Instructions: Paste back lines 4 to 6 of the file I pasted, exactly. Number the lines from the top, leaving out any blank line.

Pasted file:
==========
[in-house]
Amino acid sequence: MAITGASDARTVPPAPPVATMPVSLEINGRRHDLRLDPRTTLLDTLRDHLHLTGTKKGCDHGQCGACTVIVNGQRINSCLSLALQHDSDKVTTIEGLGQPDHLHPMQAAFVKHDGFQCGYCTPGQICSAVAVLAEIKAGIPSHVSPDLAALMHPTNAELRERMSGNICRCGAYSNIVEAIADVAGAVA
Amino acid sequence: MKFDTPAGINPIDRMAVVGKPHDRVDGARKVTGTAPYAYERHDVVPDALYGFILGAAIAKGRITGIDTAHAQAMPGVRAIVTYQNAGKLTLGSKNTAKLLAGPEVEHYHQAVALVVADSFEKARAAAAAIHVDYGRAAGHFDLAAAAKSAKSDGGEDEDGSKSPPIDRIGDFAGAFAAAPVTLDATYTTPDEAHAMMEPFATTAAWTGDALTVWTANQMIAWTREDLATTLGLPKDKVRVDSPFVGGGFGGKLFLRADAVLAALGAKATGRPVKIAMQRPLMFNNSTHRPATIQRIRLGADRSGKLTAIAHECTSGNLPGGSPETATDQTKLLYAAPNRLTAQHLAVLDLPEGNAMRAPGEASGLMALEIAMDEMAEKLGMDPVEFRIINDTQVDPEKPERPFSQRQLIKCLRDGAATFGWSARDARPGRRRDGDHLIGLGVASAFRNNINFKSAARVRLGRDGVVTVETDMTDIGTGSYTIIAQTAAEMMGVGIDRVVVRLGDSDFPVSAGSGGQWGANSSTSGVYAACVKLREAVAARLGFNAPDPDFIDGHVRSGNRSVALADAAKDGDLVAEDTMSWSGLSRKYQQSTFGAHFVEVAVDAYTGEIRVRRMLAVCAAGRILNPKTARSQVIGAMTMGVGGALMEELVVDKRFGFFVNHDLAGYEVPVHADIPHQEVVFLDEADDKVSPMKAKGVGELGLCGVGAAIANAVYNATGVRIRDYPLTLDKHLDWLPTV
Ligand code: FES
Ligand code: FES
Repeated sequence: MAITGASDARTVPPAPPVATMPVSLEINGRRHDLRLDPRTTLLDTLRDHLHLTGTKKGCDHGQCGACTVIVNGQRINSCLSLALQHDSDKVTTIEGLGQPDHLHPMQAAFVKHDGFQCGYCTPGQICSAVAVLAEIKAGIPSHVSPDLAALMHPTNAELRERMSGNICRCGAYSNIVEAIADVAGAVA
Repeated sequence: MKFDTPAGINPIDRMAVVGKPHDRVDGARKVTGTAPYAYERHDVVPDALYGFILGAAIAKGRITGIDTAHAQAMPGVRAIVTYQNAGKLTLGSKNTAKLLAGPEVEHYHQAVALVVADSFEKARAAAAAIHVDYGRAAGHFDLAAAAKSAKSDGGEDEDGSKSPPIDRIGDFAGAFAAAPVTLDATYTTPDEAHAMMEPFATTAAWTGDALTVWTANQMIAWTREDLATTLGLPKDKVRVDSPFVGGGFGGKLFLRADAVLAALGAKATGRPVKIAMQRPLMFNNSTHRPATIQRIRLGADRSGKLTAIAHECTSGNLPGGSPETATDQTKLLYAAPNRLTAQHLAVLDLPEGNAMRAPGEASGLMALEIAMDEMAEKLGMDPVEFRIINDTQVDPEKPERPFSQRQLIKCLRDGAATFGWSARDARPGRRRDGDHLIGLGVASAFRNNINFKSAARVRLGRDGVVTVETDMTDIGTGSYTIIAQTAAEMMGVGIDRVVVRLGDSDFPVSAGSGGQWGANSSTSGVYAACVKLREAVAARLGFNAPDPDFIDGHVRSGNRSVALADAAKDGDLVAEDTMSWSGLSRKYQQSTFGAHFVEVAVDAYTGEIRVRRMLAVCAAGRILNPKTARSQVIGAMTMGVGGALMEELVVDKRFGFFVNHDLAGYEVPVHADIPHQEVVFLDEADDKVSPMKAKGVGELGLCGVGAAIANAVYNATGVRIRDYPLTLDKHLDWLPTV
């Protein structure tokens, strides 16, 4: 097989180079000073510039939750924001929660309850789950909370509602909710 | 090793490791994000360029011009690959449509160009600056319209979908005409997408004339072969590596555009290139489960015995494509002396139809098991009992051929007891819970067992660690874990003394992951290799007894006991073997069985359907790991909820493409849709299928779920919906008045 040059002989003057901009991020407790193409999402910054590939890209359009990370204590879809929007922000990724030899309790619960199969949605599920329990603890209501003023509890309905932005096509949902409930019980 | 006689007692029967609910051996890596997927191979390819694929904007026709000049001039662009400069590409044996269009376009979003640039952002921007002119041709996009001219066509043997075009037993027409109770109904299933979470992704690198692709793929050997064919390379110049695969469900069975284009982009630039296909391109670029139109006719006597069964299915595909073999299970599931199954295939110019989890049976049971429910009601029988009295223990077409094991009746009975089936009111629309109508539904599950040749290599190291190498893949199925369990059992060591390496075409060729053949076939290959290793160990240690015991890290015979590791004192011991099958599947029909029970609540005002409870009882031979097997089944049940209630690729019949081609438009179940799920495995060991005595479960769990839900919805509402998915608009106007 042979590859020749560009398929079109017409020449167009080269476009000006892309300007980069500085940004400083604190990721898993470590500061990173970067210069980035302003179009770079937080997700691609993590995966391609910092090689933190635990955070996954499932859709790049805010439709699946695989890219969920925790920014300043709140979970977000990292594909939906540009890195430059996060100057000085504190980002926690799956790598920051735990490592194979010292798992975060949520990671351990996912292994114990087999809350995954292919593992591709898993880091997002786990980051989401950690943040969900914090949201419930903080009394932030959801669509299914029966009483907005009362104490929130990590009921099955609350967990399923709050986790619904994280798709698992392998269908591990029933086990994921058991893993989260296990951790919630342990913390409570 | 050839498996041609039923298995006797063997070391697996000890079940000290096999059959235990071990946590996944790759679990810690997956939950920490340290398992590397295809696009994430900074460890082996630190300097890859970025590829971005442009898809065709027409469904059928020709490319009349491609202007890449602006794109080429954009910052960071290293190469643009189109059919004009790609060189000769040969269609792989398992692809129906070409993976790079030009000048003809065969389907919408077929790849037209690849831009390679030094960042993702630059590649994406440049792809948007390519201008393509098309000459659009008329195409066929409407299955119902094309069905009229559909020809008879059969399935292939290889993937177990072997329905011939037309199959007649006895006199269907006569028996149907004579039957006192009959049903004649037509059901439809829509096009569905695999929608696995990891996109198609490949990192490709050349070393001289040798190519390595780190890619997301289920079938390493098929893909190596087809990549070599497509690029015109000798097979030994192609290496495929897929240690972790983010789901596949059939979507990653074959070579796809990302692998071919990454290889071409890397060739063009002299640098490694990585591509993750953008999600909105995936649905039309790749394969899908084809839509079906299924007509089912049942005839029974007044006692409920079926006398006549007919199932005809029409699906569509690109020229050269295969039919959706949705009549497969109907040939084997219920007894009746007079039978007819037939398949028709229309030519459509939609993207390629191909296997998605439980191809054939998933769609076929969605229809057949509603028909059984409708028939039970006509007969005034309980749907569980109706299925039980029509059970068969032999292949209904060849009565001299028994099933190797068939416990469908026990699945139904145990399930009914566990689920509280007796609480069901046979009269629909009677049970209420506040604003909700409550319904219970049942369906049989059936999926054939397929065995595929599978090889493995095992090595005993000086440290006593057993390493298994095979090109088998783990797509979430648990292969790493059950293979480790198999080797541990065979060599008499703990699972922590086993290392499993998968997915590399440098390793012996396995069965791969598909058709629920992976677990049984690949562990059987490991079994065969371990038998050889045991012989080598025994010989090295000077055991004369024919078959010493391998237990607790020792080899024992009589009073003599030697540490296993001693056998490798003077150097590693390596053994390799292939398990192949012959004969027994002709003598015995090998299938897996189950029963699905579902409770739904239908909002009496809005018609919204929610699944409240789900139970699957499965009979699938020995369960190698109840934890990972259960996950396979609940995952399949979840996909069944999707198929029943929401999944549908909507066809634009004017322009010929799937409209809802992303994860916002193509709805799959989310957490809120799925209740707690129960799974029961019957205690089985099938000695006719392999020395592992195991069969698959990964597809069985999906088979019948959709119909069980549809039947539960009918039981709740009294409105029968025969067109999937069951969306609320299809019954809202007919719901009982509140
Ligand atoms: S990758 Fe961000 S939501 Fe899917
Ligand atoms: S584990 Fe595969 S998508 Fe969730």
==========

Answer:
Ligand code: FES
Ligand code: FES
Repeated sequence: MAITGASDARTVPPAPPVATMPVSLEINGRRHDLRLDPRTTLLDTLRDHLHLTGTKKGCDHGQCGACTVIVNGQRINSCLSLALQHDSDKVTTIEGLGQPDHLHPMQAAFVKHDGFQCGYCTPGQICSAVAVLAEIKAGIPSHVSPDLAALMHPTNAELRERMSGNICRCGAYSNIVEAIADVAGAVA